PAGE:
Paddock Spy: EnduroGP Pro bikes in Sweden
Enduro21 snoops around the EnduroGP paddock in Sweden at round four of the 2021 World Championship focusing on the bikes, the parts, and takes a closer look at the set-ups used by the world’s best enduro riders.
This is a new feature for Enduro21 focusing on the gems we spot from inside the race paddocks around the world. No matter where we are, from ISDE, EnduroGP, Hard Enduro World Championship or national races, it is the bikes, the parts and the people which make fascinating viewing just as much as the racing.
In this first Paddock Spy we’re snooping around the bikes and race awnings ahead of the Swedish EnduroGP in Skovde.
Johansson MPE Team’s aluminium fuel tank
Swedish rider Arvid Modin’s Yamaha 125 two-stroke is a rare enough bike to begin with but the aluminium tank certainly adds to its exclusivity.
The Johansson MPE enduro team is one of the most established and long-standing (and dedicated) squads in the GP paddock. They continue to field the blue bikes despite them seemingly going out of fashion at the GP level.
Modin’s immaculately turned-out YZ125 is typical of their machines and this hand-crafted ally tank caught our eyes. It is stronger obviously but it gives them a little more capacity too.
Garcia’s lop-sided handguards
Josep Garcia’s droopy Acerbis handguards are looking a little sad but the Spaniard prefers it that way, drooped down and outwards from his Renthal bars.
Round the backside of the handguards is interesting though. The KTM Factory Enduro team use the clear, plastic plate between the mount and the Acerbis deflector. It’s strong but also the Acerbis front piece bolts directly on the KTM standard (black) bracket.
There’s also a fat spacer on top of the front brake lever pivot point to deal with the old-style master cylinder they’re using (new ones are fatter at the pivot point apparently). Having the spacer on the right but not the left means the two guards sit at different heights.
Check out also how close Garcia likes his brake lever set towards the bars. The lever travel is super-minimal and set like a switch.
More than one use for a Red Bull can
Keeping on top of the clutch (and brake) hydraulic fluid pressure and making sure those air bubbles are out the system requires a regular bleed. Why not use a spent Red Bull can? Hopefully nobody picked it up afterwards and took a swig!
Steve Holcombe keeping cool
When the weather gets hot any additional air flow to cool off your body is a good thing, especially in the trees like it did here in Estonia where the air wasn’t circulating. It might not look like the best way to treat your race shirt but getting the scissors or knife out like Holcombe has here helps the flow of cooler air to his torso.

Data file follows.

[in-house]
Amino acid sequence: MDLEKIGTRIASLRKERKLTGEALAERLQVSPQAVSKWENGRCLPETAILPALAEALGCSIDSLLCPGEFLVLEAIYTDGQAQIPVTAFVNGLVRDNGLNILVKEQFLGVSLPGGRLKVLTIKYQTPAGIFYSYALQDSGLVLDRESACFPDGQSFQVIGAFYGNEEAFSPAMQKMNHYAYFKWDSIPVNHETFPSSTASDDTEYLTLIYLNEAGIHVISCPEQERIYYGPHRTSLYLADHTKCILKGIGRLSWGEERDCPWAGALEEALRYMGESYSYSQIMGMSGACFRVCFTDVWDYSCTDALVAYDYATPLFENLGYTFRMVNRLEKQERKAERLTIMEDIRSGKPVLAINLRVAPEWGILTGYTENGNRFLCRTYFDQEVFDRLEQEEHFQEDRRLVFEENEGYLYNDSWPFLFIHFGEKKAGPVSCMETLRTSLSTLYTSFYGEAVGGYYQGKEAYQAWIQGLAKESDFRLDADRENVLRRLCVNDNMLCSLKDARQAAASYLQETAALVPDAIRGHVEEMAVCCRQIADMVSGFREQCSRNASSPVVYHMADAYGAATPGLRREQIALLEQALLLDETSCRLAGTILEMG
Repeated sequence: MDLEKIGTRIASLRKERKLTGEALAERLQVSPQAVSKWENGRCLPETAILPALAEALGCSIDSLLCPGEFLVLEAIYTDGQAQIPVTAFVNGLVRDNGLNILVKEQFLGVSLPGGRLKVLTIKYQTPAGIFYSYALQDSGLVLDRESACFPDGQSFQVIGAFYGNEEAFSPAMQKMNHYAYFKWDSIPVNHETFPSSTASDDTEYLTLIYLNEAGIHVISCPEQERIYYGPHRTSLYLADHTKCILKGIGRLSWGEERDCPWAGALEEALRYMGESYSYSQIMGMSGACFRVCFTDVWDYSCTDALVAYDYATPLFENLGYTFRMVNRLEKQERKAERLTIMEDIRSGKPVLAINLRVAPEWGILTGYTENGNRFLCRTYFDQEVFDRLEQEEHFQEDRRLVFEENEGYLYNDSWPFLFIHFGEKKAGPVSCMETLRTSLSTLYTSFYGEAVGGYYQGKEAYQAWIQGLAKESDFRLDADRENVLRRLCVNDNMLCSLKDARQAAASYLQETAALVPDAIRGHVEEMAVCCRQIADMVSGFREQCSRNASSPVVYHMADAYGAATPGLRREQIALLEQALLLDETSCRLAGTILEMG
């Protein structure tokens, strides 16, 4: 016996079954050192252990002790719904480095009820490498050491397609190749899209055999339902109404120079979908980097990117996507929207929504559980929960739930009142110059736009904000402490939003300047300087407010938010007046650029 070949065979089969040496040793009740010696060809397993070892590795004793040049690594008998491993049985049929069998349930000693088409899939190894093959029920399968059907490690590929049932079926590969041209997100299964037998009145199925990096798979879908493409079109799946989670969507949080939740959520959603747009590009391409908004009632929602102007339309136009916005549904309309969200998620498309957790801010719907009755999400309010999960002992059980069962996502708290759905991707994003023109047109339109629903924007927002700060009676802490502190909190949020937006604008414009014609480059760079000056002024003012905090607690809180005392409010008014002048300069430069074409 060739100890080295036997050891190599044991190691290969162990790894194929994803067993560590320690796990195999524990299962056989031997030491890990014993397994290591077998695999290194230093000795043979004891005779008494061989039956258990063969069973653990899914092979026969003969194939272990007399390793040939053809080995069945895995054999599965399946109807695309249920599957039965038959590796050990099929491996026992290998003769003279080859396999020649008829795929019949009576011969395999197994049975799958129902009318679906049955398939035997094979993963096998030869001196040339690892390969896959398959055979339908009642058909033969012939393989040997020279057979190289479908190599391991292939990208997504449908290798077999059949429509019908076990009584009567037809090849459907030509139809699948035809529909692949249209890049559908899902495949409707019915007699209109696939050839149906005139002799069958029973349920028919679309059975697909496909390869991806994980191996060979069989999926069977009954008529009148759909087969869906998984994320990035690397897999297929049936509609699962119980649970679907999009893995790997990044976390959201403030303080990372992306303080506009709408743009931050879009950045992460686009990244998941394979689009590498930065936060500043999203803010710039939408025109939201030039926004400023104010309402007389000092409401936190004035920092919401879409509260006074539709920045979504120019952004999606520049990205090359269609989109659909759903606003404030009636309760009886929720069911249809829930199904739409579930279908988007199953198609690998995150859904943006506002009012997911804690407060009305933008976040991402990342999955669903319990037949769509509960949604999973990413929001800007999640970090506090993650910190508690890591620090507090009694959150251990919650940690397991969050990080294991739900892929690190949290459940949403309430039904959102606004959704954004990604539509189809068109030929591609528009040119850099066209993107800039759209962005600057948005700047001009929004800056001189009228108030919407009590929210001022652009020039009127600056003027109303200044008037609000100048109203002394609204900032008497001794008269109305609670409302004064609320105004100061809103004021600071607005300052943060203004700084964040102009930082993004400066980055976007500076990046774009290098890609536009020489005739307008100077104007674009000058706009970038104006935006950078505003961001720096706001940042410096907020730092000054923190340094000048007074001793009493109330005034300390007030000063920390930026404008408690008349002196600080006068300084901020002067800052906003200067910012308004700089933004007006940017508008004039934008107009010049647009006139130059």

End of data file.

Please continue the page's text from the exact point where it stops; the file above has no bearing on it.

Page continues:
CMT carbon parts goodies on the RedMoto Hondas
CMT Racing parts are spread across the RedMoto Racing Hondas but the left-side of the race bikes is littered with protection and case covers. The front sprocket shroud is a neat one and note also no split pins and washers on the footpegs pins as is common. It’s locking nuts all the way here.
Getting kinda spongy
There was no shortage of foam and sponge deployed around the bikes in Estonia GP paddock, (round three of the EnduroGP series one week previous) so we’ve added a shot from there too. Chiefly the sponge is there to combat the sand which was so much of a feature of the course in Saarema.
Teams use coarse foam to stop the build-up of dirt in sump guards, deflect sand away from the chain in areas like under the gear lever or keep it away from fuel connectors, for example like here on Garcia’s factory KTM.
Lockwiring nuts and bolts remains the fail-safe way of making sure a part is definitely not going to come loose. The neat little twist of wire here is on the RedMoto Hondas rear brake master cylinder top hose and banjo bolt. Better safe than sorry.
Sherco tool station
The CH Racing awning houses the official Sherco Factory team and it is one busy tent with riders across the classes. This images shows their tools laid out ready and waiting for riders and bikes returning from the tests.
It’s always good to see two healthy-sized hammers ready for action if something need “persuading”.
Sprocket and chain protector guard
These additional little plates are getting more common, particularly with extreme riders but we’re also seeing them in traditional enduro paddocks these days too.
The aluminium guard sits outside the mount points for the chain and rear sprocket guard as an extra defence against the hits from rocks on those two vulnerable mount bolts.
An army marches on its stomach
No question you gotta eat on these long days at an EnduroGP and there are few who would argue the Italian Boano team isn't one of the best at it. Insalata caprese per favore signora Boano.
Photo Credit: Enduro21 | Nicki Martinez